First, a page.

Dart Energy to shed India stake

Dart Energy have decided to sell part of its stake in its Indian subsidiary to raise funds to finance its ventures in India and the UK. The Australian firm specialises in exploration and the production of natural gas and is facing a funds crunch after it failed to raise enough through an initial public offering.

The company needs to sell 49% stake and has at least 50 coal bed methane and shale gas assets in India, Australia, China, Indonesia, the UK, Poland, Germany and Belgium.

It commenced operations in India in the year 2006 and currently owns 80% of a coal bed methane block in Satpura, Madhya Pradesh.

Fortis sells stake to UK's Bupa

Fortis Healthcare International are to sell a 64% stake in Dental Corporation Holdings to the UK's healthcare giant Bupa. The company are a subsidiary of India's Fortis Healthcare.

The deal should be completed in March and is estimated to be worth A$270 million. This decision will help the company consolidate its presence as one of the fastest growing healthcare companies in the region.

In a statement, the company said it had helped grow its dental practices from 140 to 190 in Australia and New Zealand. Fortis Healthcare's businesses span diagnostics, primary care, day-care speciality centres, and hospitals in Australia, Canada, the UAE and south east Asia.

3i Infrastructure to exit India

London-listed 3i Infrastructure are pulling out of India along with all of their portfolio companies. The fund is one of the largest India-focused concerns and the decision follows a period of poor returns and failure to meet investor expectations due to slowing growth.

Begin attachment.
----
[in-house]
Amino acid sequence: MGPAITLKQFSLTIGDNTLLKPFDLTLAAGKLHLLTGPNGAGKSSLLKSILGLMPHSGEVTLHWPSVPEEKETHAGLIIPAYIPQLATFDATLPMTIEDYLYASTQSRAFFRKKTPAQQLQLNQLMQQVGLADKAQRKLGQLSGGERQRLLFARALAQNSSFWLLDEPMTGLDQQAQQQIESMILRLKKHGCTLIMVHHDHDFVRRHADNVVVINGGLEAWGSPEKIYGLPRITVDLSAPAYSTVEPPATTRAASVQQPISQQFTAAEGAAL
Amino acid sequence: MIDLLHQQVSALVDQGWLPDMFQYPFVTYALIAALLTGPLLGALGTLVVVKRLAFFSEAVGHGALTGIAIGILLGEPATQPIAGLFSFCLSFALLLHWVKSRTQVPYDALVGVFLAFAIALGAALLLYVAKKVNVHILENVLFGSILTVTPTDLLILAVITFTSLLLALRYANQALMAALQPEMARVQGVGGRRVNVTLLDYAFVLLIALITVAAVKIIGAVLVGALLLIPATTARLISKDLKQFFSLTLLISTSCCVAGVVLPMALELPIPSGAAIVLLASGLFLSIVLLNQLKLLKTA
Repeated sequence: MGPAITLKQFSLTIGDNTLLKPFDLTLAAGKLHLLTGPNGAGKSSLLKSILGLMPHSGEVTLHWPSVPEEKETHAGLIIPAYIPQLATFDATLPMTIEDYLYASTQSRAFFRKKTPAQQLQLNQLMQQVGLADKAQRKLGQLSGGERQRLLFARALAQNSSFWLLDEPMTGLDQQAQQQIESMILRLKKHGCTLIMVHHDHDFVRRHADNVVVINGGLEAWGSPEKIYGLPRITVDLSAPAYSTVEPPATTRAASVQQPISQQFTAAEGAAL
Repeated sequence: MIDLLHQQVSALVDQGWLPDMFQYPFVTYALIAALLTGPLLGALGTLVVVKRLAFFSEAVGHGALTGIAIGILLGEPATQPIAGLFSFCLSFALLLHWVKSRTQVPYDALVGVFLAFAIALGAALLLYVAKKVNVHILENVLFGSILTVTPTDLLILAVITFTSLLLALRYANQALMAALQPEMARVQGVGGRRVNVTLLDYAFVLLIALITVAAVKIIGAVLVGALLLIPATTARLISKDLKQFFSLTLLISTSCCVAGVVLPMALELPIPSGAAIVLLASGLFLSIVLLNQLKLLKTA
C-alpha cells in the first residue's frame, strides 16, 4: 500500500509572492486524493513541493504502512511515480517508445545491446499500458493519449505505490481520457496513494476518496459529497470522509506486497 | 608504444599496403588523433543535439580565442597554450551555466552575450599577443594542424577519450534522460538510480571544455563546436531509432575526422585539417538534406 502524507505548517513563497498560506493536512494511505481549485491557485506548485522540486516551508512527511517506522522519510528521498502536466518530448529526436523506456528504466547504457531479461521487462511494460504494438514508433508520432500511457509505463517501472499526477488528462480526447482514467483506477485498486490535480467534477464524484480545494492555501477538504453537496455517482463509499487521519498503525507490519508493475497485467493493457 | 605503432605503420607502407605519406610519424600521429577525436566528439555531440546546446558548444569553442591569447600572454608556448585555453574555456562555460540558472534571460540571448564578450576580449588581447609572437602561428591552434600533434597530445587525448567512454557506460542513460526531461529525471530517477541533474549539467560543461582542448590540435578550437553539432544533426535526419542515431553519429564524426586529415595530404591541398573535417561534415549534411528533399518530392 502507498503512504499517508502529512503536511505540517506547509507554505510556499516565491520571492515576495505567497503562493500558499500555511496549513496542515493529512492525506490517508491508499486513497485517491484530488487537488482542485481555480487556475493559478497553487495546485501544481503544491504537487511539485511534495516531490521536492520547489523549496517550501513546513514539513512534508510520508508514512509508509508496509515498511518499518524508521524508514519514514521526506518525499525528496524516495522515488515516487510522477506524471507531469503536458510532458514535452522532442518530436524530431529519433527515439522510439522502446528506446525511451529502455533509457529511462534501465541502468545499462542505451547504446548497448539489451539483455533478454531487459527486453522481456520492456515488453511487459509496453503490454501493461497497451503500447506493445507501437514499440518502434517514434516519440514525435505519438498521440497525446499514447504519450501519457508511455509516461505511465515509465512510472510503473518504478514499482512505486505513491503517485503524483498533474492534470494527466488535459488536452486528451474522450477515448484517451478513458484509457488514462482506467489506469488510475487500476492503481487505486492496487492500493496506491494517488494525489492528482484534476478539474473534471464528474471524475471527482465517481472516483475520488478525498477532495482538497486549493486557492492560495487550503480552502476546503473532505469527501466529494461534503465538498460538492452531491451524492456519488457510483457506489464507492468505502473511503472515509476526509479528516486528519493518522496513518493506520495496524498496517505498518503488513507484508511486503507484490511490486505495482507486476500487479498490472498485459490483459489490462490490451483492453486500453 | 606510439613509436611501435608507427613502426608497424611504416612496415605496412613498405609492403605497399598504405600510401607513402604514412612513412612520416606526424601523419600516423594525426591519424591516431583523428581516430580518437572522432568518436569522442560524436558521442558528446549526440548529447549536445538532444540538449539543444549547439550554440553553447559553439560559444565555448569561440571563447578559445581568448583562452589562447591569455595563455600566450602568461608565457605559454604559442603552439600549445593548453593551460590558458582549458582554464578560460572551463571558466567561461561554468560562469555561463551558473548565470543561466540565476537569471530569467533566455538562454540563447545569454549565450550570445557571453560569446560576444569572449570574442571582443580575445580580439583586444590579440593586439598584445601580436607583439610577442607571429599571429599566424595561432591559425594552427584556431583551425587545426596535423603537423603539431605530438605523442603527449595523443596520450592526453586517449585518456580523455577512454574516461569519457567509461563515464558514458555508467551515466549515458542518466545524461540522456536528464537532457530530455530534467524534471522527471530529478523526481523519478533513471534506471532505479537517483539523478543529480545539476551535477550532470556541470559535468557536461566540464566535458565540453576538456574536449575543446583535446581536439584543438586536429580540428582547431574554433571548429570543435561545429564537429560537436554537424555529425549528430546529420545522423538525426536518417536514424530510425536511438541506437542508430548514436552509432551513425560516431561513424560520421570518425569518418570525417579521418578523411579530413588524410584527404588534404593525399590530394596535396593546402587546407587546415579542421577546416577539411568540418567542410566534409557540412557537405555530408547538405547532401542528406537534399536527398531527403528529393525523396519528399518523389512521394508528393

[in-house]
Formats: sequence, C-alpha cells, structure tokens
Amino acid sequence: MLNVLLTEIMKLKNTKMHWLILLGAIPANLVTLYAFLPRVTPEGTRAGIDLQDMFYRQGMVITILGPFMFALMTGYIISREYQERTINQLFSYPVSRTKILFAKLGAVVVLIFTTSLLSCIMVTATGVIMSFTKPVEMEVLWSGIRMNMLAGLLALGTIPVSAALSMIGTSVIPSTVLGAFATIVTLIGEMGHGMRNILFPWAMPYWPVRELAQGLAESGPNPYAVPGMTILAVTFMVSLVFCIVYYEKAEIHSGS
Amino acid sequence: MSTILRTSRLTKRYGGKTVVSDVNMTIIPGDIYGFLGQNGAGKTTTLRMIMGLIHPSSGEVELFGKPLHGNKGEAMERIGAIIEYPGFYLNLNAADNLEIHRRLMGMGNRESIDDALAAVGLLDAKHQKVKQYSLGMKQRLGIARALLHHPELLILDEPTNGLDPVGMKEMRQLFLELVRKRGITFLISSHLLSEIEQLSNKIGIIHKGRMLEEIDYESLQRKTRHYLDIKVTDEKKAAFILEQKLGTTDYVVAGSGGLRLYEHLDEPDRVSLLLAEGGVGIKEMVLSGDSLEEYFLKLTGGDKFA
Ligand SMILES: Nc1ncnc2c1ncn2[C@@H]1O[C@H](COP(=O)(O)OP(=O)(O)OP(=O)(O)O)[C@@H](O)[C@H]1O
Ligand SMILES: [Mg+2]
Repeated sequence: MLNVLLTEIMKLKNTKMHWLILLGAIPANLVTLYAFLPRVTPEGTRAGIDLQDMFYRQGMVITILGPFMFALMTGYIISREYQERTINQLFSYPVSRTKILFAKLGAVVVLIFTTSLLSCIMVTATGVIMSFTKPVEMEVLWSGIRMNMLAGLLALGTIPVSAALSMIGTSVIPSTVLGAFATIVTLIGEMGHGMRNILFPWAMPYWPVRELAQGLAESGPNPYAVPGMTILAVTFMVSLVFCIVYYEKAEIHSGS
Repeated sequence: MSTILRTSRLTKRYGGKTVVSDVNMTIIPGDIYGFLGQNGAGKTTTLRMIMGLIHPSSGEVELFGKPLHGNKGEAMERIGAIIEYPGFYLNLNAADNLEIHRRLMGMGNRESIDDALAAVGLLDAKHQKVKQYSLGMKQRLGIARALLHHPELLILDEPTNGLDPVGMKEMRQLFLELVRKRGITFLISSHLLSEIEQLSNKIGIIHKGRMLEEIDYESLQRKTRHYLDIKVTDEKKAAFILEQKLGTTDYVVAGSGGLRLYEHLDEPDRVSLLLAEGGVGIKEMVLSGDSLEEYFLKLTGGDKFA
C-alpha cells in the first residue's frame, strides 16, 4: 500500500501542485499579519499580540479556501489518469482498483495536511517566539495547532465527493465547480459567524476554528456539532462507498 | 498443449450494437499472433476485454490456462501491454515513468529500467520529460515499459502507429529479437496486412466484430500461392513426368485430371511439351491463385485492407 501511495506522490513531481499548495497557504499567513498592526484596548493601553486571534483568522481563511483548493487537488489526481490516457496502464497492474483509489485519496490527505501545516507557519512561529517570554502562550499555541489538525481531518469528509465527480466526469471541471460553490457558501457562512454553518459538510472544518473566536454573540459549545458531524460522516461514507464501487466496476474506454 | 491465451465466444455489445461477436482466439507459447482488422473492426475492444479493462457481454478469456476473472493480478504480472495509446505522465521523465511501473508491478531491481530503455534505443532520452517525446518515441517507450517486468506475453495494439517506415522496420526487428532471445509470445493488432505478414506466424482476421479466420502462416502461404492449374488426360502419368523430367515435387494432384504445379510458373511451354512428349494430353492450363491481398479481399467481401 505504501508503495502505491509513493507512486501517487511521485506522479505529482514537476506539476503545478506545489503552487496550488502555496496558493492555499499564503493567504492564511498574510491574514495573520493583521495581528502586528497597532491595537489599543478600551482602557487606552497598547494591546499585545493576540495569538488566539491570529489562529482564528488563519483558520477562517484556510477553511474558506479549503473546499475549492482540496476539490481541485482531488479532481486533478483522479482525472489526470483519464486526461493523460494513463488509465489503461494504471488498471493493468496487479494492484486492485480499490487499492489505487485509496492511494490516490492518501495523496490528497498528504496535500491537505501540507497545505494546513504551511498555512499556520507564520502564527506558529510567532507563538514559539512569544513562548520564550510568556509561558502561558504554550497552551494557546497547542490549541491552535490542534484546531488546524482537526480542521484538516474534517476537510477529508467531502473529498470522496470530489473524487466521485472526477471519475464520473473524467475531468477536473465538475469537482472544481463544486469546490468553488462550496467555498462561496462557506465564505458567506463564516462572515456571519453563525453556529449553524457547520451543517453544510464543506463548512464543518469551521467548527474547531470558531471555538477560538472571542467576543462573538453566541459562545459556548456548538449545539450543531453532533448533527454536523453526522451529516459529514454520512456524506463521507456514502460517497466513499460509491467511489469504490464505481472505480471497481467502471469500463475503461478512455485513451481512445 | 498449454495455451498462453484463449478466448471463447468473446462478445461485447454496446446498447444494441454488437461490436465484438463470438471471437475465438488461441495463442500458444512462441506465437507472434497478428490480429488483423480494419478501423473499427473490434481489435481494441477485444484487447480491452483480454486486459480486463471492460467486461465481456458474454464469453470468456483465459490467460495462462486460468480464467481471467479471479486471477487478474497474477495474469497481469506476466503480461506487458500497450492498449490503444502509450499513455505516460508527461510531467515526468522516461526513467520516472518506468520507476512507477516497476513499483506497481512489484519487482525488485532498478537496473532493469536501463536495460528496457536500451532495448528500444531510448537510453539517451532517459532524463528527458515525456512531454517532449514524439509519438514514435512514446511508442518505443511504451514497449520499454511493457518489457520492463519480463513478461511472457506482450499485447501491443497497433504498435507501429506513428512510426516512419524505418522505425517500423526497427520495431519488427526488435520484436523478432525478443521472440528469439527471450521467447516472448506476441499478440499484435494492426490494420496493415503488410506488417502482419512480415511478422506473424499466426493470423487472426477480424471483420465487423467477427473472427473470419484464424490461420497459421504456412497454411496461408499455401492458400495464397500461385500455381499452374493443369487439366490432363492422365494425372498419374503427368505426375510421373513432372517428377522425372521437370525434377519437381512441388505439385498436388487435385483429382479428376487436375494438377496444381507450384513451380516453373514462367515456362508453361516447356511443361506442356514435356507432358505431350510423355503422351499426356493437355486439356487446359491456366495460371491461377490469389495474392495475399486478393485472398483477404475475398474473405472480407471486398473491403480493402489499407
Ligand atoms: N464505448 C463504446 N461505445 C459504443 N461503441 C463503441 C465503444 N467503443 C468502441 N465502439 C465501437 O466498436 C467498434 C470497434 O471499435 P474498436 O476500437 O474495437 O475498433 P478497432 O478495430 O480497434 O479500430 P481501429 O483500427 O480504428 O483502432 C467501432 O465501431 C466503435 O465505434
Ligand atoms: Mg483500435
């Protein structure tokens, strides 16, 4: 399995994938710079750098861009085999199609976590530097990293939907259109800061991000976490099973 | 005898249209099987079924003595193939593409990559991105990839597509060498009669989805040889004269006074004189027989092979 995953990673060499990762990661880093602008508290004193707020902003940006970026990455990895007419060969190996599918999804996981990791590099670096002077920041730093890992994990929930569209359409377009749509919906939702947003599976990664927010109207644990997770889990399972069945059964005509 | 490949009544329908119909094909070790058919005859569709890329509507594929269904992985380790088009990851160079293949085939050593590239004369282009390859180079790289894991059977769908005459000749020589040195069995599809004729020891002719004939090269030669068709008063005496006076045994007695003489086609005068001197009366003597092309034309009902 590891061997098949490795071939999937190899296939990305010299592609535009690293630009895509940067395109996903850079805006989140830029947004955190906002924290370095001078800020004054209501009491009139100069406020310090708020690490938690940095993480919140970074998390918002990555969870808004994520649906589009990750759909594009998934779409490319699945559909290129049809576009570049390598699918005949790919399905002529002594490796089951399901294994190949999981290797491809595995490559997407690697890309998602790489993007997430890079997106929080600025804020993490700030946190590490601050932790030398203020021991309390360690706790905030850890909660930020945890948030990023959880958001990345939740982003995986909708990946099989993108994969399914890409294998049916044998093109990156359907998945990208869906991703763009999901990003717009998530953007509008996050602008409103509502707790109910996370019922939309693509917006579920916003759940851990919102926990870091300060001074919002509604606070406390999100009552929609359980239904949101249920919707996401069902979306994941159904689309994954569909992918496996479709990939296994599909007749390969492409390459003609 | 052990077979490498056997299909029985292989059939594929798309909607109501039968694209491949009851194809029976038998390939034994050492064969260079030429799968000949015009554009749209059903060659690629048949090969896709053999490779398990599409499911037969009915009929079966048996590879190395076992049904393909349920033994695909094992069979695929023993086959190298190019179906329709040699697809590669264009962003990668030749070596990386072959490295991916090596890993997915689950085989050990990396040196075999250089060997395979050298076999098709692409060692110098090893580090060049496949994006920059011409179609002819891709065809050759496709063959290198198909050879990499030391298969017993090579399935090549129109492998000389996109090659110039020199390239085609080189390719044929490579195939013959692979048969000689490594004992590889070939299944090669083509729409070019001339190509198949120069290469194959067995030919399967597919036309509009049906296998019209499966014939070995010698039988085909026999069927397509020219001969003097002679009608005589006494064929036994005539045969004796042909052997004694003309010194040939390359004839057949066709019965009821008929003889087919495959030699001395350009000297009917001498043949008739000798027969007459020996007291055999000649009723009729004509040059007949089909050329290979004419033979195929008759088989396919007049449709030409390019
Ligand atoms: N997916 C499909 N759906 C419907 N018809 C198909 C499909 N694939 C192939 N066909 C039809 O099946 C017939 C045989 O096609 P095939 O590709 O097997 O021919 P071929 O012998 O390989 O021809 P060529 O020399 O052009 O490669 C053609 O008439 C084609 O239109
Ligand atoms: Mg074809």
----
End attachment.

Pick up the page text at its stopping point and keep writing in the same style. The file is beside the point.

The 3i Group launched a $1.2billion fund in India five years ago and its India Fund had invested around $875 million in seven firms. They now plan to focus on Europe, where they have reportedly earned strong returns.Its India holdings will be sold off gradually and the proceeds will not be reinvested back into the region.

While the firm claims to be upbeat about infrastructure development in the country, it believes that private infrastructure investment in India has faced more challenges than they had initially envisioned.

“Macroeconomic, market and regulatory conditions in India have been more challenging than initially expected when the company committed to the India Fund in 2007,” a 3i Infrastructure statement said.

“This investment has not, to date, delivered the premium risk adjusted returns that were expected and has brought unwelcome volatility to overall portfolio performance. On this basis, the board has decided that the company will make no further new investment in India or emerging markets, lowering overall portfolio return volatility.”

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